rochndil: (Default)
Good afternoon!

It's been a while, but RL continues to keep me busy.

There was a post recently to a local furry community from a user who isn't quite sure what the fuss is all about with RPGs. Instead of just responding to his comment locally, I thought it was worth putting my thoughts up here (in my infinite modesty).

RPGs have a long history, and much of my personal RPG history is recalled in an earlier post (October of 2006) here. I won't spend a lot of time rehashing the history of RPGs, you can Wiki that easily enough. What I would like to talk about for a bit is WHY.

I'll paraphrase the poster's words. He's wondering why he should take the time to get involved with an old-fashioned RPG, when he's quickly tired of the "flash-and-trash" so often encountered in current MMORPGs. If traditional RPGs were as feeble, in gameplay, as MMORPGs are, I could certainly agree with his concern.

Fortunately, real RPGs have about as much similarity to MMORPGs as Chess does to the classic card game, "52-pick-up." Now, I won't dance around the bush. I am NOT a fan of MMORPGs, for several reasons.

Relevant to this discussion, though are a few key points. MMORPGs, in general, are fairly intense graphically, but rather "light" in the actual game mechanics. Most inter-character activity is limited to typed "pop-up" messages or a list of pre-set actions. The primary in-game activity is to raise your character's level by slaughtering as many creatures as possible, often including other player's characters (and stealing their stuff). Along the way, friendships and alliances may form, but they also can blow away in the wind, as characters and players come and go from the world. Ultimately, much character "growth" simply becomes a game of numbers. The one with the highest numbers wins. How very...uninteresting.

In a traditional RPG (of whichever system), things are quite different. First off, the world, in general, is a much smaller, more intimate place. Unless the GM (Game Master) is actually running a number of different groups in the same game world, the players, and their party, are the STARS. They're making HISTORY, no matter what level they may be, or how shiny their armor is. Everything they do MATTERS. When they fail, it's a tragedy. When they succeed, it's a victory! They're building history, both for their characters, and the world they live in.

Interacting with other players LIVE in REAL-TIME, is an experience that simply cannot be simulated online (yet). You can't make faces at each other, throw pretzels at the speaker-of-bad-puns, or get the person sitting next to you a caffeine-refresher. When you roleplay with your group, you get to see their expressions, hear the tone in their voices. Properly done, they project a little of their soul into their characters, and you just can't do that through a computer screen.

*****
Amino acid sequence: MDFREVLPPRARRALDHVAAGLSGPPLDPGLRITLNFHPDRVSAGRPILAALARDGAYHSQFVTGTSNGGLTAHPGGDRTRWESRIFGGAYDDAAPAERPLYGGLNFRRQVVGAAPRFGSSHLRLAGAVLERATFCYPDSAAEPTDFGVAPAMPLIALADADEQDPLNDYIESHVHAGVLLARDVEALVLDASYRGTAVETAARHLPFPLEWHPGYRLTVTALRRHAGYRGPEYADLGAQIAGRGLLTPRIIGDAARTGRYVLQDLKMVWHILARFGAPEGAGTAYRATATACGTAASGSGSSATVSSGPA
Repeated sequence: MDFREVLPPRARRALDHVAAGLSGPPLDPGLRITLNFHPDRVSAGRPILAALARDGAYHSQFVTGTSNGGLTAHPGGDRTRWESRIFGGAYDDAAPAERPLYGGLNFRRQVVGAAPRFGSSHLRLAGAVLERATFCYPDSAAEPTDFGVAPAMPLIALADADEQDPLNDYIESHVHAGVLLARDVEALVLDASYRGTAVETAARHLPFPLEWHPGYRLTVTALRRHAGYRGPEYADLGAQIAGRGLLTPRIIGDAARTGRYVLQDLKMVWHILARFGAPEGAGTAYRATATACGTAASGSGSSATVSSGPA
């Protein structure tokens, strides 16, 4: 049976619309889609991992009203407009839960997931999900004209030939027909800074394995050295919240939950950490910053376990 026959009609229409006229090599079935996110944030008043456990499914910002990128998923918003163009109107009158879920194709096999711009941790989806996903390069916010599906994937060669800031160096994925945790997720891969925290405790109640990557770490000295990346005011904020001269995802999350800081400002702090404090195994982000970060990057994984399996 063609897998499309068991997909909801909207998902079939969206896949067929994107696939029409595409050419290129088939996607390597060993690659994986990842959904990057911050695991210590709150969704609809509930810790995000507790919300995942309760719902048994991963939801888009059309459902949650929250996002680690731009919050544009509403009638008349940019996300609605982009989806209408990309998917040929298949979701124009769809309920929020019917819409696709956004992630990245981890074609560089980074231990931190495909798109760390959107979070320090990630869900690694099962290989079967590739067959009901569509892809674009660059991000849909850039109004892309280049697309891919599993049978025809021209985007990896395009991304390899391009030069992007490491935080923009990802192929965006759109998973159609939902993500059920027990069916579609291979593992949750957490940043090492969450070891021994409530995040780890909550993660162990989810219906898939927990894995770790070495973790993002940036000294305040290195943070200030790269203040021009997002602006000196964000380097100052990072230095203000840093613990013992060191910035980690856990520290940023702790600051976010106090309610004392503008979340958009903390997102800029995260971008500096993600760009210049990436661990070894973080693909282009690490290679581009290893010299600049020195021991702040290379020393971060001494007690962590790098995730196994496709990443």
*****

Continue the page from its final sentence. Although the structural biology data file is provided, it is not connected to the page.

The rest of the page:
And pretty pictures? How's your imagination? Just like a great work of fiction, an immersive RPG experience will fire up your imagination to render the scene in colors more vivid and REAL than you'll ever see on a RGB display. Not only will you vicariously LIVE these adventures, you'll do so with friends, who will be able to play "remember when" with you down the road.

So there are a LOT of advantages to a REAL RPG. But, no system is perfect, and there are some limitations too. Probably the biggest is logistics. You just can't jump into a session any time. People have lives to take care of, and getting everyone together can be a challenge. Game systems, generally, cost money to purchase, and take time to learn. Time spent learning a system, while often enjoyable, is time NOT spent playing a game. And, like with any group of people, there are always folks who want to be...difficult. Mr. "Oh, no, I saw your INVISIBLE spirit coming, and used this counterspell..." will be encountered, as well as Ms. " says right here, on page 43352 of rulebook XXI that I CAN do that, see?" Rules Lawyer and Mr. Incredible are two of the troublesome gamer types; there are others. Properly handled (by the GM), they can be rendered little more than a nuisance though, and sometimes their strengths can actually be put to good use. Managing a game groups is a superb exercise in team-building.

What can be even more fun, though, is when the characters don't QUITE get along. Carefully handled, these rivalries can lead to the best roleplay, as long as the players keep their heads. And if not, get the pretzels ready! After all, it's only a game folks, you're all there to have FUN.

I've personally invested thousands of hours learning, playing, and preparing RPG games over the last quarter-century or so. I hope anyone that hasn't yet, will give it a try. The real thing is always better than the virtual wannabe.

Rochndil, who has played D&D, AD&D, GURPS, Champions, and finally Rolemaster since the late 70s somewhere...

May 2014

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